Symptoms of disease are nothing but a disguised manifestation of the power of love; and all disease is only love transformed.
Desire triggers disease; this belief lingered still at the beginning of the 20th century, at least in the world of a bourgeois spa-related utopia portrayed by Thomas Mann in The Magic Mountain. Patients afflicted with excessive desire, with medically confirmed symptoms, were back then sent to places of seclusion, most often located on tops of mountains, in order to enjoy peace and quiet and the clean air inaccessible to the working urban classes. They could relish in an air uncontaminated by the industrial era. The protagonists of Mann's novel epitomise the romantic conviction that a man (usually a young affluent man) needs isolation to recover and, as a result, to fully use his creative abilities. The creative power of an individual is inversely proportional to his physical weakness, the causes of which are apparently linked to affectations caused by excessively strong family ties and the resulting infectious duties. Individualism is prescribed as a remedy for bodily diseases. It is guaranteed by a good health status confirmed by economic independence; social relations are diagnosed as harmful to the individuals who seek autonomy. In the early twentieth century, the new capitalist era forges its own hero: a narcissistic self-made man, who in the present-day version is a skinless avatar.
This disease comes off completely differently in the work of the American duo: Beth Stephens and Annie Sprinkle, who during his first exhibition in Poland entitled The Romantic Adventures of Beth Stephens, Annie Sprinkle and Breast Cancer in the Poznań kaiserpanorama will present photographs from the Cancer Erotica series. The breast cancer in the title is not a punishment for the sins of one's life, and isolation is definitely not recommended as part of the therapy. The disease acquires a communal character as something that can, and must, be shared. Photographing the body in illness becomes a sort of cancerous coming-out that undermines the worship of virtually profiled individualism. The cancer in the photos by Beth and Annie gains importance as an inspiration, co-author and hero of an erotic narrative. The disease provides the context, with the bed as the setting, the medical accessories comprising both the catheter and the carnival feather, and a whole set of strange but necessary props. The performers, or Annie, Beth, breast cancer, and cameo characters like a nurse, friends and a black Doberman, are the focus of all attention. Classic black-and-white photographs from the Cancer Ertotica series show the artists during a chemotherapy-inspired ritual of lesbian hair-cutting; the joint decision to get rid of hair foreshadows the inevitable consequences of the disease; the partners do not forget about the use of erotic soothing devices. Photographs were taken by the artists' friend David Steinberg. The second part of the series is composed of colour snapshots by Beth Stephens made during the artists’ shared time in hospital: the infusions and visits prior to, during and following the surgical removal of epithelial ingrowth in Annie’s breasts. Interestingly, it is the breast, the distinguishing mark of the famous pin-up girl, was the location of a potentially deadly disease. In Beth’s photographs, Annie’s bust is not fetishised; struck with an illness, the object of desire escapes the logic of a male gaze. This quite commonplace female experience with breast cancer is enough for the spectrum of the hetero-normative image repository to prove insufficient. Cancer does not make an abject of Annie’s bust. This would be too simple; in Beth’s eyes, it becomes a part of a shared experience, made possible thanks to a compassionate, touching gaze, which rejects androcentric constructivism, does not separate “I” from “the Other”, body from mind, and the human being from other living beings. The artists propose here a way of representation which is totally different from the official patriarchal one. They do not build strong subjects at the cost of fetishising “the Other”. Following the experience of concern, they embody what the Israeli theoretician Bracha Lichtenberg Ettinger calls a matrixial gaze, based on compassion and on relations which go beyond the glossary related to Lacanian psychoanalysis.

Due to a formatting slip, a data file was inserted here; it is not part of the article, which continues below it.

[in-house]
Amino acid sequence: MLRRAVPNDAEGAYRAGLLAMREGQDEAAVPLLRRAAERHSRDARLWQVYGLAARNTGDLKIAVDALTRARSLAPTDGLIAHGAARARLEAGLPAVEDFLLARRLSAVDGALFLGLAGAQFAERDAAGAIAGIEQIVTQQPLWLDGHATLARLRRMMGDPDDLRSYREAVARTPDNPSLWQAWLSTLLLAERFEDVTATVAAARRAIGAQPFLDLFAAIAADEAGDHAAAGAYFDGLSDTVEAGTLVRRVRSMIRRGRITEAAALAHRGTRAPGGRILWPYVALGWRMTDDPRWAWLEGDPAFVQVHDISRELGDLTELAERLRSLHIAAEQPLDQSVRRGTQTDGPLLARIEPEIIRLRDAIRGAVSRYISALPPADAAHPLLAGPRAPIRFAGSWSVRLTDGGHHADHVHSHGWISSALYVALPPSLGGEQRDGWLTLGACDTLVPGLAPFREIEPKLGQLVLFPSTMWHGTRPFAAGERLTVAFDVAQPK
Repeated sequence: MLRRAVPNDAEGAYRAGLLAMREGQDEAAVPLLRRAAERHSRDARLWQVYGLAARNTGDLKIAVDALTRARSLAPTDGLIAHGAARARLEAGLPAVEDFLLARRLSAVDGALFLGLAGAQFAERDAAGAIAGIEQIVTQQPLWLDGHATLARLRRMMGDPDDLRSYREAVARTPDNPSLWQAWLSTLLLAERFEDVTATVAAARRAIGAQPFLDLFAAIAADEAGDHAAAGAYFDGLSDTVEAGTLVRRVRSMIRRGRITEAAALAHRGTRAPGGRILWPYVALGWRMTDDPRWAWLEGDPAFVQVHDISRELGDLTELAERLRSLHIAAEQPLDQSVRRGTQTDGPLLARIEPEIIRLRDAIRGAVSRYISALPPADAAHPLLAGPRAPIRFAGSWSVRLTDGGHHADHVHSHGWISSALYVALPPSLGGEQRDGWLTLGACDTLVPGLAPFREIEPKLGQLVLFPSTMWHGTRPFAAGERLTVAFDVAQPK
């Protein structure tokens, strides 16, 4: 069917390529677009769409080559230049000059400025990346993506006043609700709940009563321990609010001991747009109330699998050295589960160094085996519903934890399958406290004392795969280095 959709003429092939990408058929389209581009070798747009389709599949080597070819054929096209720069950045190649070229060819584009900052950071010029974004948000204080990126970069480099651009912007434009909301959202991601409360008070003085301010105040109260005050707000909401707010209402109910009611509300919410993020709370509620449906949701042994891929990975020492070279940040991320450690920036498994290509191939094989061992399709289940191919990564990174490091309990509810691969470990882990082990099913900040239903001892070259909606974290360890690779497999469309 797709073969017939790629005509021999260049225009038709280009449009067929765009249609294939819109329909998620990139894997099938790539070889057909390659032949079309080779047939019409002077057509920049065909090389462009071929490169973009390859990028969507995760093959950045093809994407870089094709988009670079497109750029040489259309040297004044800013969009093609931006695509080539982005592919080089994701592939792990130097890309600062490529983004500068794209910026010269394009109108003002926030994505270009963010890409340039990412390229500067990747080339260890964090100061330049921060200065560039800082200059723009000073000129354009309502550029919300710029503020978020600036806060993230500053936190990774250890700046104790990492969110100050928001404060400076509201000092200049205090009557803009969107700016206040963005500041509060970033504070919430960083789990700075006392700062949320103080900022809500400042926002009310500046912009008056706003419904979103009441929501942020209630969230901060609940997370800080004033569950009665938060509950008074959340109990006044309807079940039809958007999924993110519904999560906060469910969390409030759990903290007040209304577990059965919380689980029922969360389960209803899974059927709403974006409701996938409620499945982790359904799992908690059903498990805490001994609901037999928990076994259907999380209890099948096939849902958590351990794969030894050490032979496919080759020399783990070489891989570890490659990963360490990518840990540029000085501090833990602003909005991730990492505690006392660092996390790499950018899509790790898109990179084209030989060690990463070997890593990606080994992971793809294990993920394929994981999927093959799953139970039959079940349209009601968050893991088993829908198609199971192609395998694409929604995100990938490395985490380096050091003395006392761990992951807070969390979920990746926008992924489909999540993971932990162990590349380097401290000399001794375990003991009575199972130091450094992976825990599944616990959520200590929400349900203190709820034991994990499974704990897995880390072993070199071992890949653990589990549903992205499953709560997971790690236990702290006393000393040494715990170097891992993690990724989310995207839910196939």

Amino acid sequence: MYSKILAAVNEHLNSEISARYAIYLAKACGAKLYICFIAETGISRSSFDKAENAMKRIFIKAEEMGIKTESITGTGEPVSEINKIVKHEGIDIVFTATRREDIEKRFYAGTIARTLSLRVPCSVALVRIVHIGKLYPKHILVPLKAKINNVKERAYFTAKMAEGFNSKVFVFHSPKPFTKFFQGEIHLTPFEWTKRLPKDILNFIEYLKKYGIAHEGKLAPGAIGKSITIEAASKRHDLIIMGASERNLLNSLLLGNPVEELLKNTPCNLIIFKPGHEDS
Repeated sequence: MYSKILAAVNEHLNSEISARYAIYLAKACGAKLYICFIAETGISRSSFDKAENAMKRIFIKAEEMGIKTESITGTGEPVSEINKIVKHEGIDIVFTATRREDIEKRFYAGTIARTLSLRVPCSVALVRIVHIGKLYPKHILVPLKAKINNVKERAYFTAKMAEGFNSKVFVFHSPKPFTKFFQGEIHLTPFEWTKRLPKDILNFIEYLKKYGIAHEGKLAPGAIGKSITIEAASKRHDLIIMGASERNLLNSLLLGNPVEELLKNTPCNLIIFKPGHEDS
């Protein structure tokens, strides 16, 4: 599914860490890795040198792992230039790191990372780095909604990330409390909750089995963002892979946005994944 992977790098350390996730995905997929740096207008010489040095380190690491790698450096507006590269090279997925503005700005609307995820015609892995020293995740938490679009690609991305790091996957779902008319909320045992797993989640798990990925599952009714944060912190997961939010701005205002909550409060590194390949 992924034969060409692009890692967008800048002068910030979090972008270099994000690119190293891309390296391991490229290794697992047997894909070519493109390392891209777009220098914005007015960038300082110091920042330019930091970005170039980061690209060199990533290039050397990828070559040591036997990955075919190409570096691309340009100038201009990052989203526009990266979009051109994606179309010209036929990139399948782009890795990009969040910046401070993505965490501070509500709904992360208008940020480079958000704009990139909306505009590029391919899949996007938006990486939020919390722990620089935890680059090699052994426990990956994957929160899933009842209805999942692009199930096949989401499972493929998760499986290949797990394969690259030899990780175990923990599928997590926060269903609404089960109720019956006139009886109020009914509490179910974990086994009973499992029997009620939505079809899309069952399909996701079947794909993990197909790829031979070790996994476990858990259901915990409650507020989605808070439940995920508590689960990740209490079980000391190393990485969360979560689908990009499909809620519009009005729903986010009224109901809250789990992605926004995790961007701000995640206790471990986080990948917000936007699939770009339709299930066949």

It is not individualism and the attendant selection of the species, but compassion that allows the human animals to take full advantage of their abilities and to consciously become part of the organic word, the authors of the Cancer Erotica series seem to be saying. In this materialistic reality, disease is not metaphorical but something you can see and feel: an ingrowth of tissues which in their cellular form are the component parts of both human and inhuman living organisms. Rejection of the conviction of one’s own anthropocentric uniqueness may be a therapeutic experience that cures the Homo sapiens as a species of a humourless, self-destructive individualism, which poses a risk of unleashing the atomic arsenal in its final moments. Instead of a narcissistic obsession, Beth and Annie propose love and care for each other and for other earthly beings. The artists are precursors of ecological sex-activism, through which they promote a shift of the human perception from mother Earth to lover Earth; as they claim, you expect care from your mother, whereas you need to woo your lover so that she would not go away.
 Mann T., The Magic Mountain, transl. H.T. Lowe-Porter. Vintage Books: London, 1999, p. 336.